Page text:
Oooh boy, trying to market products that are either for women or in honor of women is a tricky prospect, as Johnnie Walker and Doritos have both learned in the past few weeks. (But really, soft Doritos to protect our fragile lady mouths? COME ON!). And, as Scottish craft beermaker BrewDog learned, being sarcastic about the issue might not be the way to go either, especially when you might be part of the problem you’re joking about.
Earlier this week – and shortly before International Women’s Day – BrewDog tweeted a photo of its signature Punk IPA with a new pink label. “We’ve created a beer for girls. And it’s pink,” they wrote. “Because women only like pink and glitter, right?” That was followed by a facepalm emoji and the hashtag #sarcasm.
Weirdly enough, adding a hashtag wasn’t enough to make the joke any more palatable, and the BrewDoggers were roundly criticized for the sloppy attempt. “BrewDog is trying to be clever, sarcastic and ironic but I think it may be viewed as a patronizing beer from one of the big boys,” Sara Barton, the director of Brewster’s Brewing Company, told The Guardian. “I applaud the thought – it is an issue that needs highlighting in brewing and beyond – but it may be too subtle for people to understand, over their heads and therefore patronizing.”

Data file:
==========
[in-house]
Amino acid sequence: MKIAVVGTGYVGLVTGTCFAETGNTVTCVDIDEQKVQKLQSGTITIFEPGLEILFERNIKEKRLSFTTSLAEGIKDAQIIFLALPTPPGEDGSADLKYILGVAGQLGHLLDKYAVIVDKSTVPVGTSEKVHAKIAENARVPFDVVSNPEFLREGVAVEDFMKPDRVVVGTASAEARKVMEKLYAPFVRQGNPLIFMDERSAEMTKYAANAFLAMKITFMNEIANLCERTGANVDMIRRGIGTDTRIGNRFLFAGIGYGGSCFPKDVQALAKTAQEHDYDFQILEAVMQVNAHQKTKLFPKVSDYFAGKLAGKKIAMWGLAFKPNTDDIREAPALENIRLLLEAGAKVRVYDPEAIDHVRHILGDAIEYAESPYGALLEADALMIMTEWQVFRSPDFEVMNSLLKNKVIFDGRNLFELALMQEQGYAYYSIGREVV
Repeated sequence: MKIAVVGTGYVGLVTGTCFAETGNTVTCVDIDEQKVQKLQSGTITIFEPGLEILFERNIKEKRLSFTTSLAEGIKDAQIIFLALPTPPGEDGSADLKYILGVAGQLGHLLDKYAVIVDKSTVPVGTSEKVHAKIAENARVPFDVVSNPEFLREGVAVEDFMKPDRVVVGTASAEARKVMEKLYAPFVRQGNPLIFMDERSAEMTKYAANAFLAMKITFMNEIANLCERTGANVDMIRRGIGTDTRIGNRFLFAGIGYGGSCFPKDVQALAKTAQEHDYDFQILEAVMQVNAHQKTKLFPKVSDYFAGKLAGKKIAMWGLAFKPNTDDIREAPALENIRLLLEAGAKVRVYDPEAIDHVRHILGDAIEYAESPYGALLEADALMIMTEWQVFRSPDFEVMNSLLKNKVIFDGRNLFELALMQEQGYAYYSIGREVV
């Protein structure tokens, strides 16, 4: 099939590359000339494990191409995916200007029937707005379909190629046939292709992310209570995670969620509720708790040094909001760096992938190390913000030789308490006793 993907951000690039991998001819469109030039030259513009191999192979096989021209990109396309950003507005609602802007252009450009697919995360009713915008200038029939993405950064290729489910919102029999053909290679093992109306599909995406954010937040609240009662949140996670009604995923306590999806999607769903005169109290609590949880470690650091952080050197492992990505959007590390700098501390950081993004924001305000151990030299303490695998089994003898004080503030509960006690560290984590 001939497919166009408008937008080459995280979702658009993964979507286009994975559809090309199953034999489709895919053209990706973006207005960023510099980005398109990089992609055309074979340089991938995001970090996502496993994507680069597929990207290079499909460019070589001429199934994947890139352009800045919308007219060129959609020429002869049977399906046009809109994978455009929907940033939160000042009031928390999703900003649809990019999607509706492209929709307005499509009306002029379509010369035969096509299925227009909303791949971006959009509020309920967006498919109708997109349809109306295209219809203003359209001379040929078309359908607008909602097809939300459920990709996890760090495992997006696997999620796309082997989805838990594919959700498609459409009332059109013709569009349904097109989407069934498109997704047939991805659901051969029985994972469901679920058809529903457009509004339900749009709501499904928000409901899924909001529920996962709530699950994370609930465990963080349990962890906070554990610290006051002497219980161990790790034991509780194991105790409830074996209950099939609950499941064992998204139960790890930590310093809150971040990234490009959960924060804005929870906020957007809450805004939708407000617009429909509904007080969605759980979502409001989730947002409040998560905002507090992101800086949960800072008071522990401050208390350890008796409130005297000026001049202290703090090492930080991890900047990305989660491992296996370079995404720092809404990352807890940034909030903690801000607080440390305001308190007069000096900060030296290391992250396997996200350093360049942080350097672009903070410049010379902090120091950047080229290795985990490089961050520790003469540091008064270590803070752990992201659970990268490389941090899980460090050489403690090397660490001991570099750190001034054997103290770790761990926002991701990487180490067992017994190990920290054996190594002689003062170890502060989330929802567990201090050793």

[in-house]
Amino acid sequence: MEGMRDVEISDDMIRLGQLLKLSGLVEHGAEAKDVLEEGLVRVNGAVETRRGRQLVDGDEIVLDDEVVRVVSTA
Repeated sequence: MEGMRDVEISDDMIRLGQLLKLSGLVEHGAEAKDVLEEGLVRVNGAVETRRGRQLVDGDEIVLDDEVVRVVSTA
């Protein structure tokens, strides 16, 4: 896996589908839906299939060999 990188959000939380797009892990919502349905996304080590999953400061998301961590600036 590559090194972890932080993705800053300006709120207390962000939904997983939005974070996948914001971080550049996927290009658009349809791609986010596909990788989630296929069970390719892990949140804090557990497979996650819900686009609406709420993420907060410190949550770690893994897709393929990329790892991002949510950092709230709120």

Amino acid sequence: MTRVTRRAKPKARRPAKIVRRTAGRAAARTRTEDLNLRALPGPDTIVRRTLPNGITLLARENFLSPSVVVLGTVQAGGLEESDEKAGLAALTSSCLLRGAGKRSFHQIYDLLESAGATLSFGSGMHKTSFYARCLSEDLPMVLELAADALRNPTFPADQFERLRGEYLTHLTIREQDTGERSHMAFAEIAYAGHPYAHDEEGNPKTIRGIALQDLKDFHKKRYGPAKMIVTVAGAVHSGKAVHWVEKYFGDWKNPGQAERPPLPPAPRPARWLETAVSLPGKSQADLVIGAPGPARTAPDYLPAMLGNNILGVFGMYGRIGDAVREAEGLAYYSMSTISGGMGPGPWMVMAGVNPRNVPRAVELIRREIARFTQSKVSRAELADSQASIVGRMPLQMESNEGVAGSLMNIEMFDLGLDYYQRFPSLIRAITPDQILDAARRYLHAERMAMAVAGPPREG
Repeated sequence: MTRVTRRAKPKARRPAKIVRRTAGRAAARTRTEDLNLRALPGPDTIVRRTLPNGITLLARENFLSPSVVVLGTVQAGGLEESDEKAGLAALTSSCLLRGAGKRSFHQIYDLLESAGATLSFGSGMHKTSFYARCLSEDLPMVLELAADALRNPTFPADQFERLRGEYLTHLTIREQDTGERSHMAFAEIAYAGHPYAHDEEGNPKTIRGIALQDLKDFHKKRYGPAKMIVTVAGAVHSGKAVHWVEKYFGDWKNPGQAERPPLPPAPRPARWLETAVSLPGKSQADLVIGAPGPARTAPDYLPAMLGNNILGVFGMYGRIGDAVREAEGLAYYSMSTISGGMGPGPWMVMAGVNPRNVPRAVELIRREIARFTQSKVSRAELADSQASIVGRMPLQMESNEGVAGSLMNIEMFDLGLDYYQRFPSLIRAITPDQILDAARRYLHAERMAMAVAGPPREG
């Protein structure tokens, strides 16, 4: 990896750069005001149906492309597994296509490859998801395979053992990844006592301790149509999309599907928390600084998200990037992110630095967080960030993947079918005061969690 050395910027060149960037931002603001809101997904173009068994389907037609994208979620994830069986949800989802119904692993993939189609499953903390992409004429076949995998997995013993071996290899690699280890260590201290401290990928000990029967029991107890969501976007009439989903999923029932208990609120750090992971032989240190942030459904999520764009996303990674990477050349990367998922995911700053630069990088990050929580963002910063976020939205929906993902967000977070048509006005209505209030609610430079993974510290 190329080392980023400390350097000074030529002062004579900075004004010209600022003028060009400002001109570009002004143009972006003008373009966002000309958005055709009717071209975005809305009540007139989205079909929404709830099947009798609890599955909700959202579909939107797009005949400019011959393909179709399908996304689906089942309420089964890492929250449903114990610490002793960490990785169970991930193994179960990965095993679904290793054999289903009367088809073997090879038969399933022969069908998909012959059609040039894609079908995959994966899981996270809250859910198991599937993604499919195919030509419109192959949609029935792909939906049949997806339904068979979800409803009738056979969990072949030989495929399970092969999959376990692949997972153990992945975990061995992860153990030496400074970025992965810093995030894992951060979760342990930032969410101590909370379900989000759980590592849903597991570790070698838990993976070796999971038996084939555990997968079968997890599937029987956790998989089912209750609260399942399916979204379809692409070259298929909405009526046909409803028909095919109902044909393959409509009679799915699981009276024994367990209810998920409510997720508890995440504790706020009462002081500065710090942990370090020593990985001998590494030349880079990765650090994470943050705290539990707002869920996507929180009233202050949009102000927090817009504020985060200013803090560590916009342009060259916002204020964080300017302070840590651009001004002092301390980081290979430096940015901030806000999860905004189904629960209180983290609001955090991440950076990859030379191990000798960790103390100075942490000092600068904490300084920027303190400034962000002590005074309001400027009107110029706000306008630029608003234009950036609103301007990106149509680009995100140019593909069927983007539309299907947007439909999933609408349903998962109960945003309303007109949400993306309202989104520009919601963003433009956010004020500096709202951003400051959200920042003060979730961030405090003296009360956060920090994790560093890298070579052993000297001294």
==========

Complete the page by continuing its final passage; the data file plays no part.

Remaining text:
I Feel embarrassed for you! pic.twitter.com/2XTJNNBbdZ– Blakey (@JRMBlakey) March 6, 2018
If you felt the need to add a #sarcasm hash tag, the alarm bells should have been ringing already.– Gavin Gillingham (@art_begall) March 6, 2018
Everything about this is wrong. I hope the beer is good. #notsarcasm– Lucy Corne (@LucyCorne) March 6, 2018
That...that is pretty much what happened. A day later, BrewDog issued an apology, of sorts, to say that it had good intentions when it tried to highlight a very bad practice...by doing the exact same thing. “The fact that people so easily believed that we were serious about the name and branding is a stark reminder of the scale of the problem,” the company wrote. “We should have done more to show that this element of the campaign was tongue in cheek. Our intention when calling it Pink IPA was to spark conversation around stereotypes and gender inequality. To poke fun at those brands marketing pink things to women. We’re sorry it wasn’t clear enough.”
BrewDog did promise to donate 20% of the proceeds from both Pink and Punk IPA over the next month to two women-centric charities, which is commendable. (The 20% represents the gender-pay gap in the United Kingdom, where BrewDog’s headquarters are located). But BrewDog recently disclosed that it has its own gender-pay gap, reporting that its male employees earn, on average, 2.8% more than its female workers.
“Let’s close that f***ing gender pay gap,” BrewDog wrote in its apology blog, and hopefully it will address its own issues before making lame jokes about everyone else’s. That would be something to drink to.